What would happen if we all stopped tipping?
The last time we talked about tipping, most viewed the practice as a necessary evil that protects downtrodden workers from their gouging employers. Not that Canadian workers are as badly off as some.
In the US, a server may make only $2-$3 hourly ($2.13 is the federal minimum hourly wage for tipped workers) whereas in Canada the minimum wage for servers is around $9, depending on where you live.
But, let's face it, nobody would work in a bar or a restaurant for that kind of money alone, although they gladly do so elsewhere.
In no place other than America are people paid $1 as a standard "thanks" for delicately removing the top off of a glass bottle or pulling a pint, explains one ex-bartender.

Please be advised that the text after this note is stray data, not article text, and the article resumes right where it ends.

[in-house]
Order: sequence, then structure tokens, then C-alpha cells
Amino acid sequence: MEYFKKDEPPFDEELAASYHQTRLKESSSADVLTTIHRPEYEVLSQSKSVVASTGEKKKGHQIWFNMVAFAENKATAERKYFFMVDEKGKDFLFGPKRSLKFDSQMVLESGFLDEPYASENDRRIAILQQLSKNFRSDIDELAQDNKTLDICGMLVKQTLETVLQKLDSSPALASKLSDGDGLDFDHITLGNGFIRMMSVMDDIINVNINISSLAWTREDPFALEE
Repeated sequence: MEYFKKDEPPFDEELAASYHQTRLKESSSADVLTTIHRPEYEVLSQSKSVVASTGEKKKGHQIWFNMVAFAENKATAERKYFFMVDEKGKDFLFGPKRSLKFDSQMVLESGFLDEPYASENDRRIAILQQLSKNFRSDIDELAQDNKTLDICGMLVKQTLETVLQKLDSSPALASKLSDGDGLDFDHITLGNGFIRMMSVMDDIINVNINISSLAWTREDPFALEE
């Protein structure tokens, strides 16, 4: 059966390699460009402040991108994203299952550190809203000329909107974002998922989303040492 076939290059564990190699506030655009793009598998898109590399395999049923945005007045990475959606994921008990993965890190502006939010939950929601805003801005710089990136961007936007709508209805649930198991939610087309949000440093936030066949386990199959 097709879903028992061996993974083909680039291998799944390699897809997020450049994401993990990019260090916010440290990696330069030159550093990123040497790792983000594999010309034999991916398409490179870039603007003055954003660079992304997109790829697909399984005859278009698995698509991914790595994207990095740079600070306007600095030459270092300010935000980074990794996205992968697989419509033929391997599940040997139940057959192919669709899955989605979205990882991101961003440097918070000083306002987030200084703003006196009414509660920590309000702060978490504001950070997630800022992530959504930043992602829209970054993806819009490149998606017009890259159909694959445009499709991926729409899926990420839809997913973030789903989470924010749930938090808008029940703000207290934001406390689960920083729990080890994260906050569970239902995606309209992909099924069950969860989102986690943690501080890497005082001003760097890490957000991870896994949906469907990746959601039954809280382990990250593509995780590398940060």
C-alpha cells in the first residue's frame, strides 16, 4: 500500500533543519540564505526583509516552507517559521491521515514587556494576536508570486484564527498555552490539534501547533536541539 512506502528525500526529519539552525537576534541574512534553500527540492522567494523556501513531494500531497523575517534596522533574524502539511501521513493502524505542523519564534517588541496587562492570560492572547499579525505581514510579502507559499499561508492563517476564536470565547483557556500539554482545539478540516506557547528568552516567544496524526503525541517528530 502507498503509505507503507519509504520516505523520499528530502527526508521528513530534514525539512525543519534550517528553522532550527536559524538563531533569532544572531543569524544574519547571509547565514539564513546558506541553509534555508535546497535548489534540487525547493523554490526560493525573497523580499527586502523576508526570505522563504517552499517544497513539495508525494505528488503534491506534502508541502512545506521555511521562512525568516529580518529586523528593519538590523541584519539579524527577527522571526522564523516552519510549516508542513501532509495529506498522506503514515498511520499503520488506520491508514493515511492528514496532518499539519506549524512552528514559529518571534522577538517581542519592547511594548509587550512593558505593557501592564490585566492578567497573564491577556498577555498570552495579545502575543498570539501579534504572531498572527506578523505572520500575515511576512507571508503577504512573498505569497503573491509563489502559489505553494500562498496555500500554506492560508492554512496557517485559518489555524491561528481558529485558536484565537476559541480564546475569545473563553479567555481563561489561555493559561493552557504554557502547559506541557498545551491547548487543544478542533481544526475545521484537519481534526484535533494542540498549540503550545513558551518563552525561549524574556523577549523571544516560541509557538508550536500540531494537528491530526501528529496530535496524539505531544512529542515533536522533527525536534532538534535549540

The problem: The more we tip, the less servers are paid. The less they're paid, the more we are pressured to tip. The solution: Companies should be forced to pay employees reasonable wages. How do we get there? By tipping less, although that's going to be tough on workers in the short term.
But now is the time to fight back, argues The Chuck Foxtrot Page.
"Tipping is supposed to be the prerogative of the paying patron. It was meant to give you, the patron, two means of veto power: One, the satisfaction of rewarding the server with something they don’t have to forward to their bosses, and; two, a veto in case the meal or the service is objectionable. Mandatory tipping takes both of those rights away from you."
What do you think? Would you join an anti-tipping movement? Or have you done so already?
By Gordon Powers, MSN Money